How filesystem-based routers work: building one for express

published 10-2023

Table of Contents

Have you ever wondered how Next, Sveltekit, Nuxt (even Expo now) do their routing? What’s the magic that makes it so when you create a file called +page.svelte in a directory called routes, just for it to magically works? Well, wonder no more! I’ll show you how to build your own file-based router for express in Javascript, though the concepts we’ll see are usable in other frameworks and other languages. This article will focus on parsing files, ignoring folders (because that is a whole of grenades I’m not yet ready to step - and write - on). Let’s get to it!


How file routing works

First, let’s start by saying what file-based routing is and how it works. Usually, a function will loop through the routes folder (ever noticed how you always have a single place where you place your pages? this avoid crawling the whole project directory every time your app starts), getting all the files matching a certain pattern (for svelte, that will be +page.svelte) and, based on their location in the folder, determines what requests should be sent to it. The first part of this series, as specified above, will not be handling folders; instead, we will just do a basic file router; here’s how it’ll work: file based structure explainer

This means that when we’ll call our function, it will step through our route directory and generate a separate route for each filename: user.js will create /user for example.

Building a file-based router

Initial Setup

First of all, we should setup our base structure. For this example, I’ll have an index.js file at the root of my project that will instanciate the express application and call the function to generate the routing. Then I’ll have a routes folder that will contain - you guessed it - our routing files. The only dependency you should need is the express package; if you haven’t already done so, you should install it in a new project using:

npm install --save express

and let’s initialize the express application in index.js

const express = require("express");

const app = express();

app.listen(4000, () => {

This should be enough to have a basic http server listening on port 4000 (btw, you should probably use an environment variable here instead of hardcoding it like this). Next, let’s see how we should define our route file; inside our routes folder, let’s create a user.route.js file; this suffix (.route) allows us to filter only the files we are sure belong to our application thanks to the power of regex (oh yes, we’ll be writing a regex - just one, I promise)!

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Making a route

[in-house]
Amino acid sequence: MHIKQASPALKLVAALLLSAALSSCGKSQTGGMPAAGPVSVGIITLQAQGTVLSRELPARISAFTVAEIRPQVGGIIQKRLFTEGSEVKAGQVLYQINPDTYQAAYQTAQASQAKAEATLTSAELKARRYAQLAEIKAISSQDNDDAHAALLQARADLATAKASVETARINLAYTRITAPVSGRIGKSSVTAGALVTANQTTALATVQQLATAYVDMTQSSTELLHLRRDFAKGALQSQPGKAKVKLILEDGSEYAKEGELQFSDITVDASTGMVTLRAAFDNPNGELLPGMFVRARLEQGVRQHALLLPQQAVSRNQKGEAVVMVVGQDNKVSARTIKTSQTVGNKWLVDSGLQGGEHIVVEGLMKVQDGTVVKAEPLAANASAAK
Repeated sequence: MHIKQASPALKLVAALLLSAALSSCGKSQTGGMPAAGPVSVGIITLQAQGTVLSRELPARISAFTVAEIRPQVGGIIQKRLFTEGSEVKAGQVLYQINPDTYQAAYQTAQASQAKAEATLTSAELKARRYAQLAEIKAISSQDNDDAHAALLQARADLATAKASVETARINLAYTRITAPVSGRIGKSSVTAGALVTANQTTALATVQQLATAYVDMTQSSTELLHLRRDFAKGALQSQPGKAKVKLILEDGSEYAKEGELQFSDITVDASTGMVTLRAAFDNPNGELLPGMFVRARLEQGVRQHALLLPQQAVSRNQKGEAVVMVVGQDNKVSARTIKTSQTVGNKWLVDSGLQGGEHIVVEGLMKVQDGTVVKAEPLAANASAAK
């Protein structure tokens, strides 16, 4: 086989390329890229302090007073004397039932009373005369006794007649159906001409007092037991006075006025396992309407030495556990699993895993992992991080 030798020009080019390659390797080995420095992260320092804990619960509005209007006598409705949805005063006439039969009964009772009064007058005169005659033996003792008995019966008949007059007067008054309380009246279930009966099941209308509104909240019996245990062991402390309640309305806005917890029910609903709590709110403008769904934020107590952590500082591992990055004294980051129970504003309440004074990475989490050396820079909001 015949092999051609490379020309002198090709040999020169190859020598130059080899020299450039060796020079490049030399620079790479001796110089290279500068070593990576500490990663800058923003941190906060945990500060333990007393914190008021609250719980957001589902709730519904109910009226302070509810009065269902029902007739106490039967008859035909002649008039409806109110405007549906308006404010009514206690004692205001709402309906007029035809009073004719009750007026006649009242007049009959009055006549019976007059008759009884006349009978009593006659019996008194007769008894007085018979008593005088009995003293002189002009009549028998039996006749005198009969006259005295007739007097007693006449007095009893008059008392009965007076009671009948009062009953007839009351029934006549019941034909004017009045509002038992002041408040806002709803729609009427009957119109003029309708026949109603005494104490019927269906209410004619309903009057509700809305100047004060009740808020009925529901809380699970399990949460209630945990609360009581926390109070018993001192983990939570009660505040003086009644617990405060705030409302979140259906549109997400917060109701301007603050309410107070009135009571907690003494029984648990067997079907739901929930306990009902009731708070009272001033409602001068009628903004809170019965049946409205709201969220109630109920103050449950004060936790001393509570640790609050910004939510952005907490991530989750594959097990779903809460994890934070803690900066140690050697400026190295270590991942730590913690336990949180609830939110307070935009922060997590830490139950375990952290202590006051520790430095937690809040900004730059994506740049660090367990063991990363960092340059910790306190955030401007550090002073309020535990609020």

Let’s start by defining a simple rule: every route file should have a Router instance as its main export. This will allow us to do simple programmatic requires to load our route files (we’ll look at how to do more specific filtering and imports in a following article, don’t worry).

So, let’s say we have a user.route.js file containing the following:

const router = require("express").Router();

router.get("/", (req, res) => {

router.get("/:id", (req, res) => {
  res.send(`test ${}`);

module.exports = router;

When our loader will be finished, this should generate two routes:

  • /user
  • /user/:id (this one will match /user/1, /user/2 etc)

Making the loader

Now it’s time to make the actual loader:

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Let’s recap what our loader needs to do:

  • walk the routes folder
  • for each file matching the pattern (routeName).route.js, add a route to our express app that looks like /routeName

So, i’ll make a new file called router.js which exports an asynchronous function. This function will take as an argument the express application and define a regex we will use to match our route name and save it as a group.

module.exports = async (app) => {
  const fileNameRegex = /(.*).routes.js$/;

And in this function we’ll begin by walking the whole routes folder

/* add this at the top of the file */ const fs = require("node:fs/promises");

  const folders = await fs.readdir("./routes");

And then check each file to see if it matches the regex we defined earlier:

  folders.forEach((file) => {
    const regexName = fileNameRegex.exec(file);
    if (!regexName) return;

And finally, we add the route to our application with a little log line:

    console.log(`[+] Router file ${file} loaded under /${regexName[1]}`);
    app.use(`/${regexName[1]}`, require(`./routes/${file}`));

The last step is to use our loader function: your index.js should look something like this:

const express = require("express");
const loadRoutes = require("./router");
const app = express();
loadRoutes(app).then(() => {
  app.listen(4000, () => {

This is the simplest way to make a file-based router in express js. This logic can obviously be translated to be used in other framework, like this plugin for fastify

You can see a working example below: